It has occurred to me that my readers may be expecting pictures of the Eifel Tower, Sacre Coeur, Notre Dame, etc. Well, this isn't my first visit to Paris and I've seen all those things on previous visits. I have been visiting areas of the city that are new to me and doing things I have not done before, so no photos yet of the big monuments. I will visit those and take pictures some time.

I have been to the Place de la Bastille and photographed the tower there. We haven't felt any rain since we have been here, but some days are sunnier than others. The temperatures have been in the 60's to low 70's every day, so just about perfect. Most days I've gone out without a sweater or jacket and usually with short or 3/4 length sleeves.



Here is the Tour Eiffel taken from the top of the Montparnasse tower. It was a little hazy the day we were there. I set my camera to take high resolution pictures and then cropped the photo when I got home.
















And here is a photo of Sacre Coeur taken from the parc des Buttes-Chaumont, which I visited yesterday.









And finally another photo from the top of Montparnasse--Les Invalides.


So I hope this will satisfy those of you who were looking for more famous monuments. :-)














I did put some pictures from my walk at Place des Vosges on this web site.

Saturday, September 8, 2007

A visit to Louis Pasteur Museum

We decided to try to visit the Louis Pasteur museum, which we thought was on the campus of the Louis Pasteur Institute, a bio-medical research institution in Paris.

We passed this church, which was called St. John the Baptist de la Salle. I hadn't heard of this saint before, but I liked the statue of him with the children.
Then we passed a building on our right with lots of people walking around it carrying notebooks. They looked like students. We still weren't sure where the museum was, but through a gate on our left we saw this statue, which Jim recognised from some papers he'd read.
We went into the reception area at the guard house and asked for the museum and were told it was here. The girl asked us for ID's and made us name badges right on the spot. We clipped them onto our clothes and walked into the museum. Inside we saw signs directing us upstairs. The desk for the museum was empty, but a sign said it would be open at 2:00. It was 1:55, so we waited. Pretty soon a woman came along to take our admission (3 Eu. each) and then guided us on a private tour of the museum. It started in the laboratory where Pasteur had worked. There were quite a number of instruments he had used and vials, flasks, wooden models, etc. that he had used or made. There was a recorded description in English. When the woman returned Jim asked permission to photogragh one of the instruments that he was interested in. Pasteur was the first person to recognize dissymmetry in molecules, which is what Jim's work is about. She allowed me to take a picture for his book, but I don't feel it would be right to publish it here. We then toured the rest of the museum, which was his home--bedrooms, sitting rooms, a bathroom, stairway, etc. It was all elaborately furnished in Victorian style, but they didn't allow photographs. Finally she took us to his crypt. That was incredible! She did tell me I could take a picture there. If you look at the larger version of this picture you can see the mosaic depiction of rabbits on the right, which he used in his research and dogs on the left, the source of the rabies disease and it's hard to make out but the boy on the arch is the first boy that was cured of rabies by Pasteur, who later grew up to work for Pasteur. You can see two sets of feet, two of the 4 angels who represent Love, Hope, Charity and Science. Jim liked that Science got equal billing with the other virtues.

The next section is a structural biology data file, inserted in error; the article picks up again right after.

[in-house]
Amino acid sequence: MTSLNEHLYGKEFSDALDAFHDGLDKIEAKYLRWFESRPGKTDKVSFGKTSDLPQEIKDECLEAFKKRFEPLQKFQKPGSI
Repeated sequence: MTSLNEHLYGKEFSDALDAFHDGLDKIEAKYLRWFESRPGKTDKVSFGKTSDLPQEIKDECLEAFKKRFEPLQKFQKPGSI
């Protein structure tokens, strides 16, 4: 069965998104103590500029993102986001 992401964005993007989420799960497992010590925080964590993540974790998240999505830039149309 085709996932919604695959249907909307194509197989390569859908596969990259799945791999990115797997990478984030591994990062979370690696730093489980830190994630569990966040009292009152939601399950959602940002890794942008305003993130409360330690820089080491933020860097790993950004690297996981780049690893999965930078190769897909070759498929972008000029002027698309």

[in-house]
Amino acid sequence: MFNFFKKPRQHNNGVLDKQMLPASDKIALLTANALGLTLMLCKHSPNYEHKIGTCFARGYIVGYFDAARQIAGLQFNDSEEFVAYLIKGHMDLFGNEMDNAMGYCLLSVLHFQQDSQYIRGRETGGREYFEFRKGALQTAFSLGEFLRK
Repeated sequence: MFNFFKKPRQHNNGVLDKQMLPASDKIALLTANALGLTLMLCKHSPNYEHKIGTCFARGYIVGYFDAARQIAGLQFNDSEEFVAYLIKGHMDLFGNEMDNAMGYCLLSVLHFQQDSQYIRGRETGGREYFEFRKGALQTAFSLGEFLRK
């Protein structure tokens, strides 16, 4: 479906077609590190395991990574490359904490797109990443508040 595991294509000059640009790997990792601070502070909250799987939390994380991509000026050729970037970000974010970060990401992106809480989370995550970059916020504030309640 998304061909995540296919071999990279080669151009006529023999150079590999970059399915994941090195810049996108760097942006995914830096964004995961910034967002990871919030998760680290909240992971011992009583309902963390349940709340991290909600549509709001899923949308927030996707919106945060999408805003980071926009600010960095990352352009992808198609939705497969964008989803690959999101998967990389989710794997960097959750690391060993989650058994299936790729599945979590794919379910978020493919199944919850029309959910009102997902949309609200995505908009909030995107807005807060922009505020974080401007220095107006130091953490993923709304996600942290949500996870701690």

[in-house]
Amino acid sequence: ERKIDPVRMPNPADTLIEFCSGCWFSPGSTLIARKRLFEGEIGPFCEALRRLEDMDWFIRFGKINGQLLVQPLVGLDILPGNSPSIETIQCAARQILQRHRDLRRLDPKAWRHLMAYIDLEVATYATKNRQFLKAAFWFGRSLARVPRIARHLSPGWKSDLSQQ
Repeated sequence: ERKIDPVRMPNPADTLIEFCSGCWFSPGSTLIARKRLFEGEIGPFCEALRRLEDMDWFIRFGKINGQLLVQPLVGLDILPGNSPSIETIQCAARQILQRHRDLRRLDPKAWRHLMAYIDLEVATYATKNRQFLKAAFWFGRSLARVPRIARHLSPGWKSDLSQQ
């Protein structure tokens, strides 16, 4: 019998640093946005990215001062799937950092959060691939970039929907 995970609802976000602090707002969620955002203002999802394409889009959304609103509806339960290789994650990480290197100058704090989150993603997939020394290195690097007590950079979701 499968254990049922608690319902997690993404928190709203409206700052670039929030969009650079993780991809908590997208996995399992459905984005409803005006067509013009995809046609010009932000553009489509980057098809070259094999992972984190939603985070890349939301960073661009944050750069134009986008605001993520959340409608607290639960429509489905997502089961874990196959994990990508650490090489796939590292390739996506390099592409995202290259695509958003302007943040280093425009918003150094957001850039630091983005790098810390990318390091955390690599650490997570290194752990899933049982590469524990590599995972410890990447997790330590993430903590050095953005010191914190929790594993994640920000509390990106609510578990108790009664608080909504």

Pasteur lies in the black marble casket and his wife who out-lived him by 15 years is buried behind the gold gate closer to the altar. She didn't think she was important enough to be buried in the same space as her husband, but she asked to be close to him and to the altar. This crypt was built after Pasteur's death and his body was moved here. There was a huge funeral for him at Notre Dame de Paris.

This is the institute that we passed across the street from Pasteur's home and the musem. I would move the picture up above, but I don't know how to do that. I've tried. I just can't rearrange the photos once I put them on the site.


Pasteur received many honors during his life-time. You should look up all the things he did. He was the first to discover vaccination and found a vaccine for rabies. He also worked with silk worms to prevent a disease that was wiping them out. And he discovered that germs could be killed by heating and that beer could be sterilized without changing the taste by heating it to a certain point. This is the process we call pasteurization, which we know better for treatment of milk. In Paris they have even named a street after him.